The Significance Of A Good UI

I developed my commerical first web application back in 1995. Back then, web applications were more focused on taking existing functionality and putting it on the web.

At the time, getting something on the web was the win. Very few people we concerned with adoption rates, user experience, abandon rates, etc. The goal was more function than design. Function trumped form. 

Over the past few weeks, we have been evaluating back-office and sales enablement tools. All web-based of course. 

While there are some pretty powerful tools out there, the biggest shock to me is how little the needle has moved from the “Function over form” design. Unfortunately, it looks as if function still is the win

After being in this industry nearly 20 years, this is a disappointment. With all the technological progress we've made (with things like HTML5, CSS3, and JavaScript) and all the progress we've made as an industry in human factors, psychology, and UI design, I honestly expect better. Software should help us do our jobs and live our lives more efficiently. It should save us time by automating and simplifying tasks. Not only that, our interactions should be pleasurable, instead of painstakingly daunting and boring.

Maybe I'm jaded. I guess believing computers should be fun, easy, and intuitive to use is just a fantasy. 

I think the most shocking thing to me, is that the big, highly profitable players in their respective niches, have terrible form. Sure, they offer an enmorous amount of features, disguised as functionality. Yet, they significantly lack in form. Their focus reminds me of Dell, back in the 90s and early 2000s, tons of custom ordered configuration options, but plain, clunky (but useable) form factor.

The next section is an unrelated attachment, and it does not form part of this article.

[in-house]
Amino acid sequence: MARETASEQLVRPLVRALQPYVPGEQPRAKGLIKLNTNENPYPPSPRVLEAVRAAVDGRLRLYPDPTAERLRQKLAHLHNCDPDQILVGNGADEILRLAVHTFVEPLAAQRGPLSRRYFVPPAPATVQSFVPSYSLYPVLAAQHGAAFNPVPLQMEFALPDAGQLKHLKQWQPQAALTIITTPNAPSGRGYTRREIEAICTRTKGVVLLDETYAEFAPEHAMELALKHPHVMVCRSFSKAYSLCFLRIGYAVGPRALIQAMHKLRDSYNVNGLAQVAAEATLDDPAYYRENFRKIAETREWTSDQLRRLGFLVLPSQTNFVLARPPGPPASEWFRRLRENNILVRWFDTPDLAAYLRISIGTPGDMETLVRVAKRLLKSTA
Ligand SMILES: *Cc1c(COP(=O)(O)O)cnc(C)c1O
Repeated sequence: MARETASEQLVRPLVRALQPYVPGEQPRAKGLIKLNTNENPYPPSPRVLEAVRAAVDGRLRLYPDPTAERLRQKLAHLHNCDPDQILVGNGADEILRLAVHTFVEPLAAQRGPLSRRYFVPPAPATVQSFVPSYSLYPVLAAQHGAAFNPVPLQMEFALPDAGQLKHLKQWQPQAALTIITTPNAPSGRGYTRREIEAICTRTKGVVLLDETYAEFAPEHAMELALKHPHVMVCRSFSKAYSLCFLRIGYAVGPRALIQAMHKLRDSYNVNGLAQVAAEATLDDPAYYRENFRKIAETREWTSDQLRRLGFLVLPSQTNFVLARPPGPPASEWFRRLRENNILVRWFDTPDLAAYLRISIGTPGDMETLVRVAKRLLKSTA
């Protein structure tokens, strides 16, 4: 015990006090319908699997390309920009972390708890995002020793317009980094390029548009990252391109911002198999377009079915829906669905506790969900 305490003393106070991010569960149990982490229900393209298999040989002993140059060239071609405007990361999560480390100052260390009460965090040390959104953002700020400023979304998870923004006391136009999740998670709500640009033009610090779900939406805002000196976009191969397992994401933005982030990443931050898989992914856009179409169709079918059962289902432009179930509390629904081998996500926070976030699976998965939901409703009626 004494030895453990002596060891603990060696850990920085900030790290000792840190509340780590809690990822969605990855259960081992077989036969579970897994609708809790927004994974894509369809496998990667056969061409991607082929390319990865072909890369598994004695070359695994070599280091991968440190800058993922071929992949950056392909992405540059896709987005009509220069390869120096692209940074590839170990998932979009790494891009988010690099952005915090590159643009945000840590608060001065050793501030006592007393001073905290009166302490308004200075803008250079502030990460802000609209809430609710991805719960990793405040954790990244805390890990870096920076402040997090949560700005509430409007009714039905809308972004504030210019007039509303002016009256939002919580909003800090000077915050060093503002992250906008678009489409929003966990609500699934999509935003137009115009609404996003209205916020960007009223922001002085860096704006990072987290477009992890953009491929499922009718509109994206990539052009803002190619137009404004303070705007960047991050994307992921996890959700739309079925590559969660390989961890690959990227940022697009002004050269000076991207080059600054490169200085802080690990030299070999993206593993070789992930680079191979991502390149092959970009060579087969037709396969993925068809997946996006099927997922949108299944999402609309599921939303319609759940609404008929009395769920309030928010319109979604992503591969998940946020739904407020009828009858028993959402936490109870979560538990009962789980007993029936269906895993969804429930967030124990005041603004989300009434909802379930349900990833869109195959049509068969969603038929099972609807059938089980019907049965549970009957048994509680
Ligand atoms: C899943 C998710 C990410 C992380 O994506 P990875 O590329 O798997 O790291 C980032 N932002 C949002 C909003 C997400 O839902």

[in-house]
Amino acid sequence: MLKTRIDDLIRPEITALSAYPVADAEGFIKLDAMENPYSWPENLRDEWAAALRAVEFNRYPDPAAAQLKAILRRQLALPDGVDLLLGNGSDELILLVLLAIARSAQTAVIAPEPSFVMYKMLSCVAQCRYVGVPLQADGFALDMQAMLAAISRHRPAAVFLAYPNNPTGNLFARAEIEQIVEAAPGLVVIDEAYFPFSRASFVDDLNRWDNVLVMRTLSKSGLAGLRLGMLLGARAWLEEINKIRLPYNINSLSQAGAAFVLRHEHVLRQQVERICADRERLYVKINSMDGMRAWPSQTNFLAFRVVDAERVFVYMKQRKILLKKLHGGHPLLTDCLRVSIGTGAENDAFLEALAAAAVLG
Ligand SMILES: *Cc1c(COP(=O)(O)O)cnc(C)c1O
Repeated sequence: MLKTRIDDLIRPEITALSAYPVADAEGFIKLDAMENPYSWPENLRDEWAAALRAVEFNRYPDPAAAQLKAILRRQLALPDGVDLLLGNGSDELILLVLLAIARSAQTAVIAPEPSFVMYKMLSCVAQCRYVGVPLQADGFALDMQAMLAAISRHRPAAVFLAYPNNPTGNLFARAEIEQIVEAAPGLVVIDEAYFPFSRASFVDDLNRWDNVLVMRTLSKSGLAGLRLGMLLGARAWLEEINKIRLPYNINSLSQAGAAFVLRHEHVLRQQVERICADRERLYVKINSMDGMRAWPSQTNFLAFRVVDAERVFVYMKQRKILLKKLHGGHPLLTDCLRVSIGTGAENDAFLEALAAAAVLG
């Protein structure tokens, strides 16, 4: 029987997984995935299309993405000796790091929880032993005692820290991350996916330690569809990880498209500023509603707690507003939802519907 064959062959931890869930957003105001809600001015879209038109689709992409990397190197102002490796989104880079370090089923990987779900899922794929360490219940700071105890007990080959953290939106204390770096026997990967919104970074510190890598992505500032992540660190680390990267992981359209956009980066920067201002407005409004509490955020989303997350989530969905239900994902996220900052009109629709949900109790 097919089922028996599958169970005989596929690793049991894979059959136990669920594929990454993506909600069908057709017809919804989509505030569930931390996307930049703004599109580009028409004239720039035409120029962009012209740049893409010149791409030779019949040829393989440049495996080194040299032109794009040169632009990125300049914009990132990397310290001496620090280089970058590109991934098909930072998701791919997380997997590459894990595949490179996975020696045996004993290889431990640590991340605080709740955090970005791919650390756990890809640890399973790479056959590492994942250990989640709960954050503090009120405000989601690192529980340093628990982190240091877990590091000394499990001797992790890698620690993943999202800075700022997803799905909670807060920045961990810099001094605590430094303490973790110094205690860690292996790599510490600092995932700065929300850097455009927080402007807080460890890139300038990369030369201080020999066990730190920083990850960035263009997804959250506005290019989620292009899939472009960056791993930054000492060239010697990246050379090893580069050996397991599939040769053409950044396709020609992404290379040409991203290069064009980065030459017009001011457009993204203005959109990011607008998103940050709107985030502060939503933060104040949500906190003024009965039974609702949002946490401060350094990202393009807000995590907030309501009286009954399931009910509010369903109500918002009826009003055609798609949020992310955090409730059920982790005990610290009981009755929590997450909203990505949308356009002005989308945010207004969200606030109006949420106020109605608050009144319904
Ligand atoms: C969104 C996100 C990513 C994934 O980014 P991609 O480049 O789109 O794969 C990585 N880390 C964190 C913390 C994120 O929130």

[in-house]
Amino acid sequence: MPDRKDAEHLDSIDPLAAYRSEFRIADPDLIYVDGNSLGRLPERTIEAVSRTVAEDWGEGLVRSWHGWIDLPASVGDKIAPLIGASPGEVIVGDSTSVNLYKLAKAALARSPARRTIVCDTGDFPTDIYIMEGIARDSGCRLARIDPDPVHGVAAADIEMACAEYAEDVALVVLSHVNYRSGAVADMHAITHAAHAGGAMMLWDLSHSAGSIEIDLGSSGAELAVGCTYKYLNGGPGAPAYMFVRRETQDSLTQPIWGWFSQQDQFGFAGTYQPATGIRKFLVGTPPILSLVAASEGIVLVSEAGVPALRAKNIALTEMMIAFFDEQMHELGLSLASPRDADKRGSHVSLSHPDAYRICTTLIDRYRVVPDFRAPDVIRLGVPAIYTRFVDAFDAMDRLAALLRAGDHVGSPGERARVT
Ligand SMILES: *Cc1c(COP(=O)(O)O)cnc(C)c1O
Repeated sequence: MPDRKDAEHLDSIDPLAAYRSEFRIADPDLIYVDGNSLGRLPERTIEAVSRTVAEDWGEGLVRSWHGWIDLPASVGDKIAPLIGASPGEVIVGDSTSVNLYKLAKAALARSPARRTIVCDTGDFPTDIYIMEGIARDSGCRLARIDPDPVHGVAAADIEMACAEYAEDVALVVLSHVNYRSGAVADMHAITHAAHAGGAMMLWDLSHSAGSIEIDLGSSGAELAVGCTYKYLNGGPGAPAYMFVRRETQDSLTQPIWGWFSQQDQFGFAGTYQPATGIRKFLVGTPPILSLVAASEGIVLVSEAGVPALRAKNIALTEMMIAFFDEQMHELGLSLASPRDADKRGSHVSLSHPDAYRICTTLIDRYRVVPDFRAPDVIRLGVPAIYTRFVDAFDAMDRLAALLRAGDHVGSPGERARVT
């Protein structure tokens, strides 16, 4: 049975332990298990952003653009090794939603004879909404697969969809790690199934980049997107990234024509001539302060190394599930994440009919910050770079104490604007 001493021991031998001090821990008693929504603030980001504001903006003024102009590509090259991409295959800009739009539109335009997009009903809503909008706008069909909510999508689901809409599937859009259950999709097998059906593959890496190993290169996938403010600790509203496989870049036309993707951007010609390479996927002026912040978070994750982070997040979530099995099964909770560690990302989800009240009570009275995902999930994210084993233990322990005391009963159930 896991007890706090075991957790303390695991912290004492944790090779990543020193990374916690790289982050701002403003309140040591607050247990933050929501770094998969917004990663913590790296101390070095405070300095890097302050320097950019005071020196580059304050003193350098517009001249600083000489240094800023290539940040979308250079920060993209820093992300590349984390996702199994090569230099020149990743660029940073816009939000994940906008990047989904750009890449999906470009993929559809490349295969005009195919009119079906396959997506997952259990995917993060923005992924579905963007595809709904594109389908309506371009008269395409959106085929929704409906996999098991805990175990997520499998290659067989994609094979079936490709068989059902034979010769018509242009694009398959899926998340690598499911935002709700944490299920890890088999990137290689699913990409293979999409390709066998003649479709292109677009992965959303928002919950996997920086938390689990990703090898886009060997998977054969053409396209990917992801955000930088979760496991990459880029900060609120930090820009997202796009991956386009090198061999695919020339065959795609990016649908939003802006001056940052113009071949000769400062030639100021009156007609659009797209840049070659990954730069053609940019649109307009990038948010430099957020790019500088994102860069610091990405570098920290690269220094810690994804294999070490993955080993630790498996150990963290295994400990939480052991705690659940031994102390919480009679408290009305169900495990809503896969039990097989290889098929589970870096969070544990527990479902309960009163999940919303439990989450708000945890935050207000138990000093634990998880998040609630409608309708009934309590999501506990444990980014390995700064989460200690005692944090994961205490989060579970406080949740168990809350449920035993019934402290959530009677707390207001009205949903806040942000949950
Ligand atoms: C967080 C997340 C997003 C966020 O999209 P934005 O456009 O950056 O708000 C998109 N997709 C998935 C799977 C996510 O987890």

I get it – the more features you offer, the more creative and complex pricing model you can have. And that translates into more profit.

But, as a consumer, I feel like any time a pricing model is built around a graduated scale, the product is going to be focused on fuction instead of form. I think there is a direct correlation to the design of the product. It seems complex pricing models are aligned with function-driven products. And simple pricing models are aligned with form-driven products. It's almost like there is an inverse relationship between the pricing model and form of the UI…

As we continue to evaluate other tools, I've decided, the first thing I'm going to look at is the pricing model. If the pricing model is calculated by a complex web of features, I'd bet $10 the software product is function focused and is going to be inefficeint to use. Therefore, I'm taking it off my list. After filtering based on complex pricing, the next thing I'm going to look at is Form. Is the UI modern? Does it look easy to use? Will everyone on my team immediately understand how it works and what actions to take? And then, and only then, will I evaluate the functionality.

Because, let's be honest, every CRM on the market today, offers the same basic functionality. They allow me to manage contacts, deals, and activities. But, when I'm using a CRM to help me manage relationships, I want it to be fun, friendly, and easy to use. Why? Because, at the end of the day, the person on the other end of the phone or email is you. 

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February 12th, 2013|Uncategorized|